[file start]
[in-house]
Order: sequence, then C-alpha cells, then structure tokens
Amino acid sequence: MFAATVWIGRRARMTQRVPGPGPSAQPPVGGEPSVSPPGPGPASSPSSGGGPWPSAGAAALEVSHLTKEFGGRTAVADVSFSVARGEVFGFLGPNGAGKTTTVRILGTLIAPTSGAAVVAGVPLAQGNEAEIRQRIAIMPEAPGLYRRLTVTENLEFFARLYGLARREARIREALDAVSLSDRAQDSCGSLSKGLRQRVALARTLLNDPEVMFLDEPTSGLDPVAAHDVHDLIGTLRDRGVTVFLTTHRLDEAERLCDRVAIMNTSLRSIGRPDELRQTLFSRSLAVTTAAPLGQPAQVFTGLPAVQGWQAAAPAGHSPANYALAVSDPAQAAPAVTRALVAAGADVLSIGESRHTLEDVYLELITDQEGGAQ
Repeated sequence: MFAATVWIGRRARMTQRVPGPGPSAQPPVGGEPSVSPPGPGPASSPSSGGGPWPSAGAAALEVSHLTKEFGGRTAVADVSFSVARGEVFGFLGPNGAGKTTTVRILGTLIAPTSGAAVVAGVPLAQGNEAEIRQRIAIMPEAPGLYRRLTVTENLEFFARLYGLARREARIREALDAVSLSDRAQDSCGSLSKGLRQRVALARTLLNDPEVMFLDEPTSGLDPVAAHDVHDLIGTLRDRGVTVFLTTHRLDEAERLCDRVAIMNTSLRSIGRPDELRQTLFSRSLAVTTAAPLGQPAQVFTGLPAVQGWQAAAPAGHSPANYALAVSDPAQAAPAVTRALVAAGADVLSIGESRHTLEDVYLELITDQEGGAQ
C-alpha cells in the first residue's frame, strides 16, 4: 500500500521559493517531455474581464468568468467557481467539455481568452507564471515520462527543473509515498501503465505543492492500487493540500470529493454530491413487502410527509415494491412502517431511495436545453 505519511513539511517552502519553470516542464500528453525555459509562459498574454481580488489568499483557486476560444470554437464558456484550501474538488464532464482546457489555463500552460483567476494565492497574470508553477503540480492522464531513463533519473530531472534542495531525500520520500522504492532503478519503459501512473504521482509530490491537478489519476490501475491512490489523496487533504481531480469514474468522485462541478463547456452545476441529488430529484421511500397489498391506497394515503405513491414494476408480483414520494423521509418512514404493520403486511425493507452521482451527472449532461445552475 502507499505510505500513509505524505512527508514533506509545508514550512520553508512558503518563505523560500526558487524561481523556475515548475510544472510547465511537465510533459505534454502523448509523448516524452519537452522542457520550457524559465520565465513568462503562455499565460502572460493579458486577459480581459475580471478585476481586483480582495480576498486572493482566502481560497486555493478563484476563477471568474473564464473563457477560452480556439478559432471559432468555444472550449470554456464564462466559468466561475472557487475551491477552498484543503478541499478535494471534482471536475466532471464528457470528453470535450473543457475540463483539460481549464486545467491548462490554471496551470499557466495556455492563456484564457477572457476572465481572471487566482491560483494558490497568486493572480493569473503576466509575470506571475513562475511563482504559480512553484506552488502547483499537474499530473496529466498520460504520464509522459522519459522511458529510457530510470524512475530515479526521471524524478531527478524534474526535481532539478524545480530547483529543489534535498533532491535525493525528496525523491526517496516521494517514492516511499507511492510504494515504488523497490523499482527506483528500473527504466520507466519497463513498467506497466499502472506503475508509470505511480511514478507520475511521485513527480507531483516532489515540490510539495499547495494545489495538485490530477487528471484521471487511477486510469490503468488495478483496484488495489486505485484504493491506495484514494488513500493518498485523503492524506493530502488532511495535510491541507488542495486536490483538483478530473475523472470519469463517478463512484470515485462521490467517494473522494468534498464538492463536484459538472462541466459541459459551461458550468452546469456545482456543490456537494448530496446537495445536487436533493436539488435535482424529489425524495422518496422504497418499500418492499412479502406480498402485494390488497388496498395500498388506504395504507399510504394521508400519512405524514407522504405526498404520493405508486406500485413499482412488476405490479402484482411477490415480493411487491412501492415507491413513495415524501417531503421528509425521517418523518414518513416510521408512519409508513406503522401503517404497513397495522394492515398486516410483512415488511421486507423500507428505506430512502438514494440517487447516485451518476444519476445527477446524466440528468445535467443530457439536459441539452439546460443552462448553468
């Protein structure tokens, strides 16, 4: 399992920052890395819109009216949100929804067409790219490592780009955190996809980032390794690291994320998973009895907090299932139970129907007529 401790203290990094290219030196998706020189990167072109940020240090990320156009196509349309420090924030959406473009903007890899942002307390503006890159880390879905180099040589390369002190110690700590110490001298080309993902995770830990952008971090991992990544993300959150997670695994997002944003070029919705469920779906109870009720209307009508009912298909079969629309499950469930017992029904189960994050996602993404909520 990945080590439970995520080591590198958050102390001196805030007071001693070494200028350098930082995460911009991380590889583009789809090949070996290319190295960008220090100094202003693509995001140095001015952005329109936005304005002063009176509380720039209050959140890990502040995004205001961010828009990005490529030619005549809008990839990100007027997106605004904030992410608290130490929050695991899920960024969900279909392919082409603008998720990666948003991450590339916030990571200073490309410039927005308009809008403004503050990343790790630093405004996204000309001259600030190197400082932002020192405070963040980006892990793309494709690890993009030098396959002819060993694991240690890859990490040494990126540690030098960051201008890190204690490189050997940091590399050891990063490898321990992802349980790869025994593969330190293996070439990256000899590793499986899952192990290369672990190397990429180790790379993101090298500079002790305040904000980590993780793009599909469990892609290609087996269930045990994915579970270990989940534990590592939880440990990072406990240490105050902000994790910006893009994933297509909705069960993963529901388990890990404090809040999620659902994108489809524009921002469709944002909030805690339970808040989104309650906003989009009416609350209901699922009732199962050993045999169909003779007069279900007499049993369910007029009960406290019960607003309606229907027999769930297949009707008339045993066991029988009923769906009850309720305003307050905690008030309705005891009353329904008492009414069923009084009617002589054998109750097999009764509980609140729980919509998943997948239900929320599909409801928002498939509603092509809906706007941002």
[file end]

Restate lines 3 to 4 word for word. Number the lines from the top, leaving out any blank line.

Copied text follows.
Amino acid sequence: MFAATVWIGRRARMTQRVPGPGPSAQPPVGGEPSVSPPGPGPASSPSSGGGPWPSAGAAALEVSHLTKEFGGRTAVADVSFSVARGEVFGFLGPNGAGKTTTVRILGTLIAPTSGAAVVAGVPLAQGNEAEIRQRIAIMPEAPGLYRRLTVTENLEFFARLYGLARREARIREALDAVSLSDRAQDSCGSLSKGLRQRVALARTLLNDPEVMFLDEPTSGLDPVAAHDVHDLIGTLRDRGVTVFLTTHRLDEAERLCDRVAIMNTSLRSIGRPDELRQTLFSRSLAVTTAAPLGQPAQVFTGLPAVQGWQAAAPAGHSPANYALAVSDPAQAAPAVTRALVAAGADVLSIGESRHTLEDVYLELITDQEGGAQ
Repeated sequence: MFAATVWIGRRARMTQRVPGPGPSAQPPVGGEPSVSPPGPGPASSPSSGGGPWPSAGAAALEVSHLTKEFGGRTAVADVSFSVARGEVFGFLGPNGAGKTTTVRILGTLIAPTSGAAVVAGVPLAQGNEAEIRQRIAIMPEAPGLYRRLTVTENLEFFARLYGLARREARIREALDAVSLSDRAQDSCGSLSKGLRQRVALARTLLNDPEVMFLDEPTSGLDPVAAHDVHDLIGTLRDRGVTVFLTTHRLDEAERLCDRVAIMNTSLRSIGRPDELRQTLFSRSLAVTTAAPLGQPAQVFTGLPAVQGWQAAAPAGHSPANYALAVSDPAQAAPAVTRALVAAGADVLSIGESRHTLEDVYLELITDQEGGAQ